First off, some housekeeping. It has been brought to my attention that many of our e-mails may have been landing in your spam. Hopefully, we solved that issue; however, if you missed any of our last e-mails here’s a quick rundown for you to catch up on our views including a link to a CNBC appearance yesterday.
- Q Recent CNBC Interview Thursday
- Safety Stocks ‘Target’ed – May 19th
- Easier Said than Done – May 12th
- Panic Persists – May 6th
While we’re far from out of the woods, the Dow’s nearly 2,500-point move since last Friday sure is a refreshing and nice start. As markets have the tendency to do, just when it looked like all hope was lost and nothing in the world could go right, buyers stepped in and picked up some value while others panicked and sold. It wasn’t easy being a buyer or holding steady but that is precisely what we did and will always look to do when fear is in the air.
Real bottoms take time, and it is far too early to tell if this is simply an oversold bounce or a real bottom; however, one piece of news I find particularly interesting is this week’s PCE or Personal Consumption Expenditure index rose 4.9% which was down, yes DOWN, from March. This reading will spark a valid conversation about whether or not we’ve seen peak inflation.
Markets continue to take their cue from the Fed, which is taking their cue from inflationary pressure. Any hint at all of inflation easing will allow the Fed to back off their ‘crush the economy’ – errr ‘slow inflation’ – at all costs and spark a continuation in the equity run we’ve seen this past week.
Many talking heads such as Jim Cramer continue to advocate for higher rates and the need for the Fed to act quicker, while I fall firmly in the camp that the Fed has absolutely zero bullets regarding this inflationary cycle and will only serve to thrust us into a deep recession under the auspices of ‘saving the common man.’ While you may lose your job, those groceries will be cheaper.
I continue to be in awe of our administration during this period and while I am in full support of being environmentally friendly and finding sustainable sources of energy for our future well-being, I am shocked that our leaders stand silent when it comes to real action that would have an immediate impact on energy prices, and thus our gas prices, and ultimately one of the biggest components of our CPI. I think it’s funny to think that the Fed will do anything to bring down automobile prices when this is a direct result of chip shortages and a global halt in new production. I can’t help but laugh that many remain in awe of a labor shortage when we paid folks for years not to work. I digress.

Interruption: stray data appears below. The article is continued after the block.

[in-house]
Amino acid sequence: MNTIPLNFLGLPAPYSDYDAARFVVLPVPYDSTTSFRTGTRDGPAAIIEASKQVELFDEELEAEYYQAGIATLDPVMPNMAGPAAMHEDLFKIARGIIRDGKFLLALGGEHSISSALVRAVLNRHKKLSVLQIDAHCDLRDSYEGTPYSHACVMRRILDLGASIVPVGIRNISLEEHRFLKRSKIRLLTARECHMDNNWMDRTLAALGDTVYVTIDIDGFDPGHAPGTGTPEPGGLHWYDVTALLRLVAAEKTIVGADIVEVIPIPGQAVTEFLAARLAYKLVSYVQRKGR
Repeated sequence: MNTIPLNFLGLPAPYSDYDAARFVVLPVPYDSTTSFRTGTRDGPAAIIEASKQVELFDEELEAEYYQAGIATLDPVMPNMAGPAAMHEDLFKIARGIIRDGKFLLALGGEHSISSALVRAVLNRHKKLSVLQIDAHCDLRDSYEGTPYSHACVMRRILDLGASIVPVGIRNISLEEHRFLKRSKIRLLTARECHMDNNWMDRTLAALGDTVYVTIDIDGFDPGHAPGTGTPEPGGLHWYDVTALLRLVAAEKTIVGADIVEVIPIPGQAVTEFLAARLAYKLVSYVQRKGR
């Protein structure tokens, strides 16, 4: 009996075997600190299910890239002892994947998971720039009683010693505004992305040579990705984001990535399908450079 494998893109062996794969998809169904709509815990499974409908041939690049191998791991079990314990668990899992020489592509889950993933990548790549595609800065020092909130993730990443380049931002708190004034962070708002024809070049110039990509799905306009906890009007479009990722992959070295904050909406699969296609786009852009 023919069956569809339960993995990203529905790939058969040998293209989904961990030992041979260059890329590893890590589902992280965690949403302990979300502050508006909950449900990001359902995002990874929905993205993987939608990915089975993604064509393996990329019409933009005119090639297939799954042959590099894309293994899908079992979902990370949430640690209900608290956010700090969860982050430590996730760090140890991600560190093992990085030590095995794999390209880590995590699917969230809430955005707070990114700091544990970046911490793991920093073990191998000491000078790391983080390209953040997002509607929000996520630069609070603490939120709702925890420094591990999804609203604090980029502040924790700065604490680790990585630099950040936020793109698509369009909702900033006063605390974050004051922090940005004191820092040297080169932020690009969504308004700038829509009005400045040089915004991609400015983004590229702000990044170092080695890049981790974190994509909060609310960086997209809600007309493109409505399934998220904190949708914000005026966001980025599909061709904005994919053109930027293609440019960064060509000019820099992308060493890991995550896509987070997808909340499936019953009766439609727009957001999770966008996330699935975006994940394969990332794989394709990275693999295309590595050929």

Sooner or later, the inflationary pressure we’re facing will come down and will come down fast. I contend it will come down faster than most expect. Consumption will continue to slow and inventories will build…think Walmart’s and Target’s latest reports. When inventory builds, prices will come down even more and jobs will be lost.
The great uncertainty is the war, which continues to keep oil elevated. While it may take until November to turn our administration’s views, any subtle hint of resolution abroad should bring down oil very quickly and thus further reduce the inflationary pressure.
Any hint of lower inflationary pressure from the above scenarios and the Fed will take a victory lap. You’ll know better but we can ‘golf-clap’ along if that’s what they need.
Markets have and should continue to be volatile, but make no mistake about it, there’s value to be had and opportunities are much more plentiful than they were just a few months ago.
I’m not going to lie. I’m beyond rattled by what happened in Texas earlier this week. Take an extra moment to squeeze a loved one and remember that market movement is nothing compared to how important loved ones are and the relationships we have.
I consider our entire Joule clientele as family and hope you have a wonderful Memorial Day weekend. Let us remember all those who have served or currently serve to protect the freedoms we have in this wonderful country.
Until next time,